Defense Against Wildlife

“Can I shoot a coyote that’s in my yard?”

“Can I Shoot a rattlesnake in self defense

Statewide, anytime one takes wildlife in self defense or defence of another person, they have some burdens placed on them by the law. First, the actions must be immediately necessary. This is one of the elements of deadly force we use in justifying the use of deadly force against people.
Secondly, there is the burden to report the incident to the Arizona Game and Fish Department within 5 days. One also cannot keep any part of the animal unless the AZGFD specifically permits it.

A. Notwithstanding any other provision of this title, any person may take wildlife in self-defense or in defense of another person if it is immediately necessary to protect oneself or to protect the other person.
B. A person shall notify the department within five days after taking wildlife under this section. No animal or part of an animal taken pursuant to this section may be retained, sold or removed from the site without authorization from the department.

ARS 17-301.01. Protection from wildlife

Inside of any municipality (city, town, etc) there are additional rules given to us by Shannon’s Law. This adds the Reasonable Person requirement to discharging a firearm in defense against wildlife. If one does not use a firearm, then this does not apply.

A. A person who with criminal negligence discharges a firearm within or into the limits of any municipality is guilty of a class 6 felony.

C. This section does not apply if the firearm is discharged:

9. In self-defense or defense of another person against an animal attack if a reasonable person would believe that deadly physical force against the animal is immediately necessary and reasonable under the circumstances to protect oneself or the other person.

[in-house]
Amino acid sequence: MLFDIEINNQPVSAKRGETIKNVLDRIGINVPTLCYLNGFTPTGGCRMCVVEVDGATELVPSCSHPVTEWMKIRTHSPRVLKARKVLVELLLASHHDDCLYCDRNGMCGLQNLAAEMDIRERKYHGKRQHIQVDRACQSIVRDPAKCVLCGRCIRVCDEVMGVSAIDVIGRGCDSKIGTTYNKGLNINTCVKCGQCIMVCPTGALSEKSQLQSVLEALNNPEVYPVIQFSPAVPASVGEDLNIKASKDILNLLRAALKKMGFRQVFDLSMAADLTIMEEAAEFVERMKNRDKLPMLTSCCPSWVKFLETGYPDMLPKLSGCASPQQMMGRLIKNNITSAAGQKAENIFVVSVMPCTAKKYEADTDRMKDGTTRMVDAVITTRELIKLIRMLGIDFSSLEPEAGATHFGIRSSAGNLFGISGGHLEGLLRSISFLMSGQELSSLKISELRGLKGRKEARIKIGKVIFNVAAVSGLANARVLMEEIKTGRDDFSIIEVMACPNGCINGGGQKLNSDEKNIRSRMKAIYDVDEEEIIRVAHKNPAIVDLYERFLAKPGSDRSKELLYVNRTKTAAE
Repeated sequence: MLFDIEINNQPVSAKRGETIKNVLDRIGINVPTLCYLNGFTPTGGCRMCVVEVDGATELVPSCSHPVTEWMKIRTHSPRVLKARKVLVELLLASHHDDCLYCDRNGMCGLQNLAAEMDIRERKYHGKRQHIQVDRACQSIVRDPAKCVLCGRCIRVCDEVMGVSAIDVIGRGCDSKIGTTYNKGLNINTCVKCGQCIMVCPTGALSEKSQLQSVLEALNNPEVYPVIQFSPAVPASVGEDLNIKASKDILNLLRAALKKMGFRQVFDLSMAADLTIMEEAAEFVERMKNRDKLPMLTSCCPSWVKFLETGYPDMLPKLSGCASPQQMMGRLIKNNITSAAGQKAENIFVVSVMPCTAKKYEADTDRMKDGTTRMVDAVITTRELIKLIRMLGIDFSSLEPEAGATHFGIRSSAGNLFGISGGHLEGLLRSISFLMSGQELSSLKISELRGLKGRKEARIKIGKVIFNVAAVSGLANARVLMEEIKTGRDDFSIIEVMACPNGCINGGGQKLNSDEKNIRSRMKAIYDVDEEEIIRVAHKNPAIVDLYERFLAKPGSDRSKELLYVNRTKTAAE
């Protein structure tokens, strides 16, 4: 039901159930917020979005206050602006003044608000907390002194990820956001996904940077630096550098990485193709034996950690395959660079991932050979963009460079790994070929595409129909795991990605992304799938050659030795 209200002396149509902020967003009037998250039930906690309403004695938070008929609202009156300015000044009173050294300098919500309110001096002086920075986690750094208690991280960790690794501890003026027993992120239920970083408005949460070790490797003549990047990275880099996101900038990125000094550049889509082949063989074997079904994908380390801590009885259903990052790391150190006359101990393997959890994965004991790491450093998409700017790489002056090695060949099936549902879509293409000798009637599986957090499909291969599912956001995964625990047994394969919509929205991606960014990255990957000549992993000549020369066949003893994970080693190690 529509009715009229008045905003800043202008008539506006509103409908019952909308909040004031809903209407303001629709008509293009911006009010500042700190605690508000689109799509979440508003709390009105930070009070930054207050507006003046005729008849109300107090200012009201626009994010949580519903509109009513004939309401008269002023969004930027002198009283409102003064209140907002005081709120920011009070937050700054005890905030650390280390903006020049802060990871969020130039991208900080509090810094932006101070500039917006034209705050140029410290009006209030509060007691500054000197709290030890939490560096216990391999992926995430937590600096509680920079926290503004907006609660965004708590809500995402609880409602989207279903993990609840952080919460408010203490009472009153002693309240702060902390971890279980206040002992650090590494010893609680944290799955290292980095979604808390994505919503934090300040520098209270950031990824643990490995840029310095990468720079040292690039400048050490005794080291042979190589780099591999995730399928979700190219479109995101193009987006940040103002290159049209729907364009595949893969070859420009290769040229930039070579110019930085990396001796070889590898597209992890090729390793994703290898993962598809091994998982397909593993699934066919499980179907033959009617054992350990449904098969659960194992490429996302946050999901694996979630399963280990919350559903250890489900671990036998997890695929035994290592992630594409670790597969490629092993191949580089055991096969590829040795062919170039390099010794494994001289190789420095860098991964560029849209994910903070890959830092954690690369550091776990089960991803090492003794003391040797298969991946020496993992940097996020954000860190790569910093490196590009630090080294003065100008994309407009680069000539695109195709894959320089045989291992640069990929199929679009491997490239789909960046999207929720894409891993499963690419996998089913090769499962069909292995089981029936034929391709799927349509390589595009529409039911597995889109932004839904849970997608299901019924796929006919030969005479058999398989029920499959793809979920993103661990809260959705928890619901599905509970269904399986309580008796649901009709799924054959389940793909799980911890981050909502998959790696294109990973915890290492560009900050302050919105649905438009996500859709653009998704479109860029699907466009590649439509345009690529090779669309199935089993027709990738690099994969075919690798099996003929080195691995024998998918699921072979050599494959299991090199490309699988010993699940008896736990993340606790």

13-3107. Unlawful discharge of firearms; exceptions; classification; definitions

So for the majority of people, who live in city or town limits somewhere in the state, they would have to articulate that their actions we reasonable. This means they have to follow many of the same rules for defending against wildlife as they do defending against a human attacker such as the elements of deadly force and the use of force continuum. We will be diving into the appropriate, recommended responses to specific types of wildlife in some later posts.

Many of us gun folk tend to only think of self defense as using a firearm. If you only have a hammer, everything looks like a nail. We want to avoid that in human conflict as well as in conflicts with wildlife. We have a moral duty to avoid harming others unjustly, and we generally apply that same code to wildlife. We don’t just kill things cause we want to. Pepper spray is a very effective solution for defending oneself against wildlife and has far fewer restrictions on its use.

In your yard, assuming you are in a municipality, it’s a tough sell to the justice system that you absolutely had to shoot the coyote just because you saw it in your yard. That just seems like an unreasonable risk to your neighbors to discharge a firearm when it wasn’t absolutely and immediately necessary. If you can articulate that the coyote had the ability and opportunity to put you in immediate jeopardy of losing your life, and that you exhausted all other force options, then you likely have a case. You still have a burden to report the incident to the AZGFD.

*This is provided as a Legal Information Resource and should not be treated as legal advice.